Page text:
Melkite/Might 4 Right
#41
God uses a fallen world, and fallen men, to make a way to us. There are, though, no shortcuts or royal roads, and you must strive continuously after what is good and true. Your tears and sighs of agony, so long as they are sincerely turned to God, are more precious than the emptiness of material possessions, even used to achieve good, or the routine of a superficial faith.

You cannot have blind faith in a culture to lead you to truth, or even faith in the human part of the institutional character of the church, as we traditionalists learn the hard way. Modernity has taught us that we can make no use of the shortcuts our ancestors used to keep from going astray, since they have all failed, ending in ruin. Sadly, we have also learned the fallibility of our own powers of reason and capacity to sort it all out on our own, and the autonomous individual is a deranged fantasy. There is no easy way, Melkite, and no reassurances or misdirections will eliminate your doubts, disappointments, and sorrows.

But why blame God for something God did not do? Scripture is revelation, yes, but it is also literature, mediated through history and culture, the ambiguities and insufficiency of language, and the considerations of narrative and literary genre. If Hebrews in the bronze age talked about God in a way shaped by national cults of divinities that accompanied armies in war, what is really at stake? God's goodness, or a naïveté in reading scripture? And always remember that Christ, not ink on a page, is God's full and perfect revelation to humanity.

Even if we lost every copy of every Bible, we would still have the Word. Do not make an idol for yourself, even using the Bible to fashion one. God is not akin to Ashera, Baal, or Dagon, a petty and vindictive champion over a little patch of earth or a tribe of men. Our own enemies are really not God's enemies. If God wanted every Amalekite dead, every man, woman, child, and animal, He could have simply withdrawn his active sustaining of them, and they would have ceased to exist. Yet God allowed them to be live and greet each day, until they were slaughtered. Why? In cases like this, we should seek to elucidate the spiritual significations, rather than the mere literal or historical sense, which may very well be a sort of figure.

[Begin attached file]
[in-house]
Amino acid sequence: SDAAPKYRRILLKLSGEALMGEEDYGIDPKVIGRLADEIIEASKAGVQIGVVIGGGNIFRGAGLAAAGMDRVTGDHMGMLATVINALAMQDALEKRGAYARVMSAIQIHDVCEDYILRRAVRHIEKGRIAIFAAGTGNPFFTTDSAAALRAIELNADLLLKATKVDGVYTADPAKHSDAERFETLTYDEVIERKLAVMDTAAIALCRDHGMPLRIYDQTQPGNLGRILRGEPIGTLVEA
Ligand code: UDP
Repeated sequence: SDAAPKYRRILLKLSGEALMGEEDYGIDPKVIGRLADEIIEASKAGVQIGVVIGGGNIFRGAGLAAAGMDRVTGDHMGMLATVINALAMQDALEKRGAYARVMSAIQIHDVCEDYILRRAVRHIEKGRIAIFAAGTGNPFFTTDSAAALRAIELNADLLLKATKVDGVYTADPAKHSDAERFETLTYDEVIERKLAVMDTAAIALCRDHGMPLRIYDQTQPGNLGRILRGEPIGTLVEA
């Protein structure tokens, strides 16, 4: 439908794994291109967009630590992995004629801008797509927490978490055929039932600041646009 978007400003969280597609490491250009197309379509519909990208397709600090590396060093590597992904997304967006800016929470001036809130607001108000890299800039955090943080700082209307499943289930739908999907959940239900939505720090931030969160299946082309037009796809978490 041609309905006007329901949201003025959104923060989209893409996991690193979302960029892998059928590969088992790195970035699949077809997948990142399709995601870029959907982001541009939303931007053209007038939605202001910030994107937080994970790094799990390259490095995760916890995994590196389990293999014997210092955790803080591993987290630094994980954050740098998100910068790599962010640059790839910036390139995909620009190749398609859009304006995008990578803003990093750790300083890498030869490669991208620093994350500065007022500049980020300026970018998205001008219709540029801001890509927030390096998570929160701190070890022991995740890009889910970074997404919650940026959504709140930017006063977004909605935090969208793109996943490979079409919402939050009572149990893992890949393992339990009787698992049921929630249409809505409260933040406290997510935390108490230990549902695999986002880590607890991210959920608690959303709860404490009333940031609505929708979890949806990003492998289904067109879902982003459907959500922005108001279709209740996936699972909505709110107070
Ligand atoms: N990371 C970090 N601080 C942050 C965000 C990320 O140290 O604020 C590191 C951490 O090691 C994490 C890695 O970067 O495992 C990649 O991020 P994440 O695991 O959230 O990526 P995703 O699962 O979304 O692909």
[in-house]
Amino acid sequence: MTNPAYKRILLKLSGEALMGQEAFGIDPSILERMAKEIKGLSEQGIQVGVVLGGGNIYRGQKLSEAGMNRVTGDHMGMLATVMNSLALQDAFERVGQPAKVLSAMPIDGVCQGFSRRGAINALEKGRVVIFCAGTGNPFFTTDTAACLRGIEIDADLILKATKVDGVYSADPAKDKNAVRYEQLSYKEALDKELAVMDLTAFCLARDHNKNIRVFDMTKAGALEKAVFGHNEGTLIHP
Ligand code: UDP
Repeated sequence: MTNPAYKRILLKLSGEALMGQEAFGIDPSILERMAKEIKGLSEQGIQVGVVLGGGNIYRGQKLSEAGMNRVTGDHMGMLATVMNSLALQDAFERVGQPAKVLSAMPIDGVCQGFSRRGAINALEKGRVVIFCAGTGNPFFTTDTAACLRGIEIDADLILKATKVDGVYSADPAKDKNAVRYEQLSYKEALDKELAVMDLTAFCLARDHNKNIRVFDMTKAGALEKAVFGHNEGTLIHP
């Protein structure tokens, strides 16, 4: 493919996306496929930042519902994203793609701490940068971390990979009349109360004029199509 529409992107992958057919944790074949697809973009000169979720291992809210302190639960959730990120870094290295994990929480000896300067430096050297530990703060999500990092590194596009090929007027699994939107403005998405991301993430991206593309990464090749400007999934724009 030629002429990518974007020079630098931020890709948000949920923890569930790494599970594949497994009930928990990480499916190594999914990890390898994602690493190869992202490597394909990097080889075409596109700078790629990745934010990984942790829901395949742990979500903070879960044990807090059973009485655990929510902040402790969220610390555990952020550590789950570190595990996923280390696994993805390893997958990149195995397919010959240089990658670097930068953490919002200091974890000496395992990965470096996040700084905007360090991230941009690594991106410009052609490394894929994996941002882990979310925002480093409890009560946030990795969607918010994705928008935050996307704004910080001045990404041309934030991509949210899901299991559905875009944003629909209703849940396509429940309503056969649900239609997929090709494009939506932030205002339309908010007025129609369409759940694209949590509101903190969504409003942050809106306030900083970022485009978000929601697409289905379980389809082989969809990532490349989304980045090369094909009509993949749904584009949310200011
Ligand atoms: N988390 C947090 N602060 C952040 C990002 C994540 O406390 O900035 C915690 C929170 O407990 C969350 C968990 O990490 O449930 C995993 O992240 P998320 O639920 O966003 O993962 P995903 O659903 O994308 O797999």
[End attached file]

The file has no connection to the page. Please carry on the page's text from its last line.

There a dangerous pitfalls at every turn. Some read the Old Testament and become indifferent to genocide, or even apologists for it, and really, I think, appear quite monstrous, because they cannot admit the slightest insecurity or doubt into a faith they hold water-tight and rigid in a specific way. Others become blasé atheists, thinking scripture to be a mere product of a culture, nothing more, with nothing important to really tell us. Both would have us accept that things don't matter, in different ways, and imperil our growth in Christ.